Marreese Akeem Speights (born August 4, 1987) is an American professional basketball player for the Orlando Magic of the National Basketball Association (NBA). He played college basketball for the University of Florida, where he was a freshman member of the Florida Gators' NCAA national championship team in 2007. The Philadelphia 76ers selected him with the 16th overall pick in the 2008 NBA draft.

Early life

Speights was born in St. Petersburg, Florida. He played basketball at St. Petersburg's Admiral Farragut Academy, which retired his jersey number after one year. [7] He also played basketball at Hargrave Military Academy (senior year) and Gibbs High School. [8]

Considered a four-star recruit by Rivals.com, Speights was listed as the No. 13 power forward and the No. 51 player in the nation in 2006. [9]

College career

Speights began his career at Florida in 2006–07, and averaged approximately four points and two rebounds in six minutes per game as a freshman for the national champion Gators. He saw few minutes behind big men Al Horford, Joakim Noah, and Chris Richard.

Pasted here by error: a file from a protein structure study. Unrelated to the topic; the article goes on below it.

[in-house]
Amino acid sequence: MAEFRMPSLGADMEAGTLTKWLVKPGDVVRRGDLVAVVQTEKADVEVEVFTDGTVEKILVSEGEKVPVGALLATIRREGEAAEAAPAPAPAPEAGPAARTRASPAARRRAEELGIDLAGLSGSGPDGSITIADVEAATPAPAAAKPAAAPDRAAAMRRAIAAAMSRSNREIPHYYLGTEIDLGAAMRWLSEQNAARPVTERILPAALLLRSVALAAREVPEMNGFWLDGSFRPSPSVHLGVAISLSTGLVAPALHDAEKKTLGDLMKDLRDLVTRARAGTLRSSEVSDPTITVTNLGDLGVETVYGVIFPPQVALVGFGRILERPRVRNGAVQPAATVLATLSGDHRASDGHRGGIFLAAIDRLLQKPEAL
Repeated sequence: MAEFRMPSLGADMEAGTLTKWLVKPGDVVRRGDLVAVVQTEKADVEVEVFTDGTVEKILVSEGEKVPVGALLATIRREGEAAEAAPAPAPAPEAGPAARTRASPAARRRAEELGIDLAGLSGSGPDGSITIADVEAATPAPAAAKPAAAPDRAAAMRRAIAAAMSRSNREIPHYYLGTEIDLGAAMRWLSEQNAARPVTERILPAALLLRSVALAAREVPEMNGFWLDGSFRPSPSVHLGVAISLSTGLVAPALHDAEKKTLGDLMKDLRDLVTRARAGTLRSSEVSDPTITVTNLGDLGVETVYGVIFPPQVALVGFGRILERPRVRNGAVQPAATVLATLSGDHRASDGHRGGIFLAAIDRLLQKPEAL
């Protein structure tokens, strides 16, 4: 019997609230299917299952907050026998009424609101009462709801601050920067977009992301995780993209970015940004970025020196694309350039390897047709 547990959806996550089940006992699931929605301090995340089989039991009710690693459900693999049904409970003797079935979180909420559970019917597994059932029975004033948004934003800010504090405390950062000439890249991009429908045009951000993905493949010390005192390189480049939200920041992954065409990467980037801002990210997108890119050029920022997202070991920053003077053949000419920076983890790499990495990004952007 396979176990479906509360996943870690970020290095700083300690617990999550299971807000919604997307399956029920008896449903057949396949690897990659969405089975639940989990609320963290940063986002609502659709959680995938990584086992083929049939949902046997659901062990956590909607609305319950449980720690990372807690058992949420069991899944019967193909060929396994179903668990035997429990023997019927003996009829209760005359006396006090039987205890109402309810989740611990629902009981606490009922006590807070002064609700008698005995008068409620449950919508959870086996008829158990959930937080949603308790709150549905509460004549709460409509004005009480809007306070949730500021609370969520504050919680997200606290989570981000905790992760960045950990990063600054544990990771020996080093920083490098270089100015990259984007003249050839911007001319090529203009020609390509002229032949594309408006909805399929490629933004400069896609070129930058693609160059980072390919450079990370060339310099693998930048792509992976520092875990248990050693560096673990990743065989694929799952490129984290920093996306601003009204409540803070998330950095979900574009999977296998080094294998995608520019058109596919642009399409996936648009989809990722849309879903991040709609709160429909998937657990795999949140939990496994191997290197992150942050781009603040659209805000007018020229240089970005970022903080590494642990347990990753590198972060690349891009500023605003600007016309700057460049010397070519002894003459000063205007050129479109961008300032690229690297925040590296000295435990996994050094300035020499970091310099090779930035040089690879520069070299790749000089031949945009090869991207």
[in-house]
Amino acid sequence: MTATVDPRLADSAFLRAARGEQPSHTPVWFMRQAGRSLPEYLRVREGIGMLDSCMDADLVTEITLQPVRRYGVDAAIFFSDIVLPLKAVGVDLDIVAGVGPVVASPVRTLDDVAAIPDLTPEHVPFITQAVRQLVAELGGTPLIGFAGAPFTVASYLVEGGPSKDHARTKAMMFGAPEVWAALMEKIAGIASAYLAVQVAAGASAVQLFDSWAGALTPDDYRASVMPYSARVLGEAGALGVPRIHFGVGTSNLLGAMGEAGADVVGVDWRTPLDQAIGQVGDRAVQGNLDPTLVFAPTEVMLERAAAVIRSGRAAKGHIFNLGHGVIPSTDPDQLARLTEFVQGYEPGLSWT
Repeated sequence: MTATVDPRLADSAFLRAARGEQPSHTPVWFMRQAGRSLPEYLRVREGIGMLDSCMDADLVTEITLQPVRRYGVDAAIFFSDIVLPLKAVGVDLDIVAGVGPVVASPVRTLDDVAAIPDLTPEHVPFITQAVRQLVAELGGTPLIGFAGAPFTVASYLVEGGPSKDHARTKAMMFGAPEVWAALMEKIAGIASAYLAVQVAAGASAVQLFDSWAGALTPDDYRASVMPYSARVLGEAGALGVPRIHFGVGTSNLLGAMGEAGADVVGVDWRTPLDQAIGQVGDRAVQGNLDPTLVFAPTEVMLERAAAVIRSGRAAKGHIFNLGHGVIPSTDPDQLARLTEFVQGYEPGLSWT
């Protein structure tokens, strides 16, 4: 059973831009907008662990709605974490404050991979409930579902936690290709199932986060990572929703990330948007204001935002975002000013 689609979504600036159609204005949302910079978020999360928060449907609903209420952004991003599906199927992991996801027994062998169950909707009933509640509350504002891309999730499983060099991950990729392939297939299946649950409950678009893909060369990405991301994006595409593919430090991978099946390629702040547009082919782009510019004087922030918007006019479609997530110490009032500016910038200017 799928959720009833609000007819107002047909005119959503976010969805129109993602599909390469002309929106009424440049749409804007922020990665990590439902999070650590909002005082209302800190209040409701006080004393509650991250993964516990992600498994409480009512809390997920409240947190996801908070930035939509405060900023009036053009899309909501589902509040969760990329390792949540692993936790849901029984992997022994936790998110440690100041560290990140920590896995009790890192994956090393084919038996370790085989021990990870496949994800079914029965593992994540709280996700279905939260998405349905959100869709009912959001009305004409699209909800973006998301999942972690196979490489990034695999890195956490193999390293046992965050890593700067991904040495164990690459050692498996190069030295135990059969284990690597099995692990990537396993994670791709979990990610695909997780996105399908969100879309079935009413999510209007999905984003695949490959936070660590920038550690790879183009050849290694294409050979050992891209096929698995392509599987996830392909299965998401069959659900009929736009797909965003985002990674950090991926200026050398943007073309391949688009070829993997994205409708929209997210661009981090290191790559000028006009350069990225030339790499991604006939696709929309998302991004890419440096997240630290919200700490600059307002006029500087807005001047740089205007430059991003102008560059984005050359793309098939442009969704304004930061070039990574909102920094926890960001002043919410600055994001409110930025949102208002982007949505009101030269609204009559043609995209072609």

Speights ended the 2007–08 season averaging 14.5 points, 8.1 rebounds and 1.4 blocks per game. After his sophomore season, he declared himself eligible for the 2008 NBA Draft. [10] Speights confirmed with Florida coach Billy Donovan on June 12, 2008 that he would not be returning to the Gators. [11]

Professional career

Philadelphia 76ers (2008–2012)

2008–09 season

Speights was drafted by the Philadelphia 76ers with the 16th pick of the first round in the 2008 NBA Draft. He signed with Philadelphia on July 18, 2008. [12] In his rookie season, Speights had a field-goal percentage of .502 from the field, playing 79 games, shooting .773 from the free throw line, and notching two starts.

2009–10 season

Marreese's second season with the 76ers started off on a high note as he saw a slight increase in playing time and put up good numbers. He scored 15 or more points in 5 of his first 10 games, and was a vital part of the team's frontcourt. In the 4th quarter of November 14's game versus the Chicago Bulls, Speights injured his left knee. An MRI revealed a partial tear of the Medial collateral ligament (MCL). He missed 14 games and came back December 16, to play 22 minutes in a losing effort against the Cleveland Cavaliers. After he returned from the injury, his playing time became limited, mostly because of the increased production from Elton Brand.

2010–11 season